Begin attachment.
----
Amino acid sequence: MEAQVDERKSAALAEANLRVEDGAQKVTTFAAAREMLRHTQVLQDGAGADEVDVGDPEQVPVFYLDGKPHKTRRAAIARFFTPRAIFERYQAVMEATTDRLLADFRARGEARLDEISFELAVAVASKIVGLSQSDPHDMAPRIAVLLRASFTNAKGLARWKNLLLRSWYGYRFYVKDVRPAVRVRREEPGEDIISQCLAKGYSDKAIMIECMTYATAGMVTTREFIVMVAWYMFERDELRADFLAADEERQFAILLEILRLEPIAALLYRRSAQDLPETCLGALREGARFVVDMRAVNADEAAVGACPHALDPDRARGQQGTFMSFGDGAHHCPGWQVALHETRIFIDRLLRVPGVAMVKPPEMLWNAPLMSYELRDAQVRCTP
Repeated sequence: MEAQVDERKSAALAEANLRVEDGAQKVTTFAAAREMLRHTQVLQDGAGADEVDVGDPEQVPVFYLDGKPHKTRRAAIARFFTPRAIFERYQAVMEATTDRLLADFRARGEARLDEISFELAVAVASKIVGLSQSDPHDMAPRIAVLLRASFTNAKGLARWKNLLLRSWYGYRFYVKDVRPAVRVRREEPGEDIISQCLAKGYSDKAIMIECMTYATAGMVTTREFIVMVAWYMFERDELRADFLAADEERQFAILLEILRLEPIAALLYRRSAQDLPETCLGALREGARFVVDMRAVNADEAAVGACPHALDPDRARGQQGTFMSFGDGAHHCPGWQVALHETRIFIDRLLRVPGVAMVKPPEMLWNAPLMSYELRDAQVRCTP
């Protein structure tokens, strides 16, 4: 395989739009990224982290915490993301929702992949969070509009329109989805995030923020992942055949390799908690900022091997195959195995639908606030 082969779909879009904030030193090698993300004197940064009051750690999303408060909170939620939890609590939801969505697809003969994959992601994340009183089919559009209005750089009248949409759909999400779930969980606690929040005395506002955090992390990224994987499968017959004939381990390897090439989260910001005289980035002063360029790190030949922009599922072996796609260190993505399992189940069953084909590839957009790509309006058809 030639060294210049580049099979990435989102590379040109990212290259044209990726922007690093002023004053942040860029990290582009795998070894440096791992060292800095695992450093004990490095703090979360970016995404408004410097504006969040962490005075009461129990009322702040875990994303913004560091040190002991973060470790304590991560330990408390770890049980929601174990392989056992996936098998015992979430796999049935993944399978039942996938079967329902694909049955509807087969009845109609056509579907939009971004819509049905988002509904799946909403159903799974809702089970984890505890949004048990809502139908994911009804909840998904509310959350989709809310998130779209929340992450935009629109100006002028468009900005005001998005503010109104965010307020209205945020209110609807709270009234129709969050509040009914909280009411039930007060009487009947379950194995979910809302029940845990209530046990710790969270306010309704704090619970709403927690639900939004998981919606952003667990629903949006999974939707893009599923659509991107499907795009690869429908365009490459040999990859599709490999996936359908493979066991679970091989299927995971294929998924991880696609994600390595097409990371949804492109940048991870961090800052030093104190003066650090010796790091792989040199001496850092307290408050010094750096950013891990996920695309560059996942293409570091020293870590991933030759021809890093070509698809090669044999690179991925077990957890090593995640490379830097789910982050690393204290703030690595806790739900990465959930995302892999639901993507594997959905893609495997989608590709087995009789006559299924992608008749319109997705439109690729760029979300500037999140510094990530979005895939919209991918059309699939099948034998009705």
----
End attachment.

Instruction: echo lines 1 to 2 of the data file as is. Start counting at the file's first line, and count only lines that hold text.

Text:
Amino acid sequence: MEAQVDERKSAALAEANLRVEDGAQKVTTFAAAREMLRHTQVLQDGAGADEVDVGDPEQVPVFYLDGKPHKTRRAAIARFFTPRAIFERYQAVMEATTDRLLADFRARGEARLDEISFELAVAVASKIVGLSQSDPHDMAPRIAVLLRASFTNAKGLARWKNLLLRSWYGYRFYVKDVRPAVRVRREEPGEDIISQCLAKGYSDKAIMIECMTYATAGMVTTREFIVMVAWYMFERDELRADFLAADEERQFAILLEILRLEPIAALLYRRSAQDLPETCLGALREGARFVVDMRAVNADEAAVGACPHALDPDRARGQQGTFMSFGDGAHHCPGWQVALHETRIFIDRLLRVPGVAMVKPPEMLWNAPLMSYELRDAQVRCTP
Repeated sequence: MEAQVDERKSAALAEANLRVEDGAQKVTTFAAAREMLRHTQVLQDGAGADEVDVGDPEQVPVFYLDGKPHKTRRAAIARFFTPRAIFERYQAVMEATTDRLLADFRARGEARLDEISFELAVAVASKIVGLSQSDPHDMAPRIAVLLRASFTNAKGLARWKNLLLRSWYGYRFYVKDVRPAVRVRREEPGEDIISQCLAKGYSDKAIMIECMTYATAGMVTTREFIVMVAWYMFERDELRADFLAADEERQFAILLEILRLEPIAALLYRRSAQDLPETCLGALREGARFVVDMRAVNADEAAVGACPHALDPDRARGQQGTFMSFGDGAHHCPGWQVALHETRIFIDRLLRVPGVAMVKPPEMLWNAPLMSYELRDAQVRCTP